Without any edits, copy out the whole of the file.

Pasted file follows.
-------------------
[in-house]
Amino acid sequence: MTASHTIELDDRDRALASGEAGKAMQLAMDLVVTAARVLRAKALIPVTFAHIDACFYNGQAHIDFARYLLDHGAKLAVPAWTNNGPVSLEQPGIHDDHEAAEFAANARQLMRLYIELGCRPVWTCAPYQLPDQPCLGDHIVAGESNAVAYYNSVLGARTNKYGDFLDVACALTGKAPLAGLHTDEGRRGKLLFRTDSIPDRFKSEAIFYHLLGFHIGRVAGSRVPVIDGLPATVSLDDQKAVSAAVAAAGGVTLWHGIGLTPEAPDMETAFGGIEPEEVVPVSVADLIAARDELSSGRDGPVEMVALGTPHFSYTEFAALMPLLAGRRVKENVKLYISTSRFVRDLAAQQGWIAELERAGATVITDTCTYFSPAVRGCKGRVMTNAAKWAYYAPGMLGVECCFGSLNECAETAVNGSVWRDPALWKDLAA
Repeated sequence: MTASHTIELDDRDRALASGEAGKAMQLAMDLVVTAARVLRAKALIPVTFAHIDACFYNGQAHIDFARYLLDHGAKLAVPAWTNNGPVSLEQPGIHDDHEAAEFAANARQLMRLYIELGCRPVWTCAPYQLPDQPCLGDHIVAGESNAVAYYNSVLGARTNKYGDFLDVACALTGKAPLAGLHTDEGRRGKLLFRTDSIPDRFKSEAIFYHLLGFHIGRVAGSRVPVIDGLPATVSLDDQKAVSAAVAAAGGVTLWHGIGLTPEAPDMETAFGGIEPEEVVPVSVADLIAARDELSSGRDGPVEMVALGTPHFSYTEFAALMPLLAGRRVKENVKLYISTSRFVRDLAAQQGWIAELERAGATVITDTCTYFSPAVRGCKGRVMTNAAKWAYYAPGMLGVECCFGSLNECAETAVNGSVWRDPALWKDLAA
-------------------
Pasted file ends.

[in-house]
Amino acid sequence: MTASHTIELDDRDRALASGEAGKAMQLAMDLVVTAARVLRAKALIPVTFAHIDACFYNGQAHIDFARYLLDHGAKLAVPAWTNNGPVSLEQPGIHDDHEAAEFAANARQLMRLYIELGCRPVWTCAPYQLPDQPCLGDHIVAGESNAVAYYNSVLGARTNKYGDFLDVACALTGKAPLAGLHTDEGRRGKLLFRTDSIPDRFKSEAIFYHLLGFHIGRVAGSRVPVIDGLPATVSLDDQKAVSAAVAAAGGVTLWHGIGLTPEAPDMETAFGGIEPEEVVPVSVADLIAARDELSSGRDGPVEMVALGTPHFSYTEFAALMPLLAGRRVKENVKLYISTSRFVRDLAAQQGWIAELERAGATVITDTCTYFSPAVRGCKGRVMTNAAKWAYYAPGMLGVECCFGSLNECAETAVNGSVWRDPALWKDLAA
Repeated sequence: MTASHTIELDDRDRALASGEAGKAMQLAMDLVVTAARVLRAKALIPVTFAHIDACFYNGQAHIDFARYLLDHGAKLAVPAWTNNGPVSLEQPGIHDDHEAAEFAANARQLMRLYIELGCRPVWTCAPYQLPDQPCLGDHIVAGESNAVAYYNSVLGARTNKYGDFLDVACALTGKAPLAGLHTDEGRRGKLLFRTDSIPDRFKSEAIFYHLLGFHIGRVAGSRVPVIDGLPATVSLDDQKAVSAAVAAAGGVTLWHGIGLTPEAPDMETAFGGIEPEEVVPVSVADLIAARDELSSGRDGPVEMVALGTPHFSYTEFAALMPLLAGRRVKENVKLYISTSRFVRDLAAQQGWIAELERAGATVITDTCTYFSPAVRGCKGRVMTNAAKWAYYAPGMLGVECCFGSLNECAETAVNGSVWRDPALWKDLAA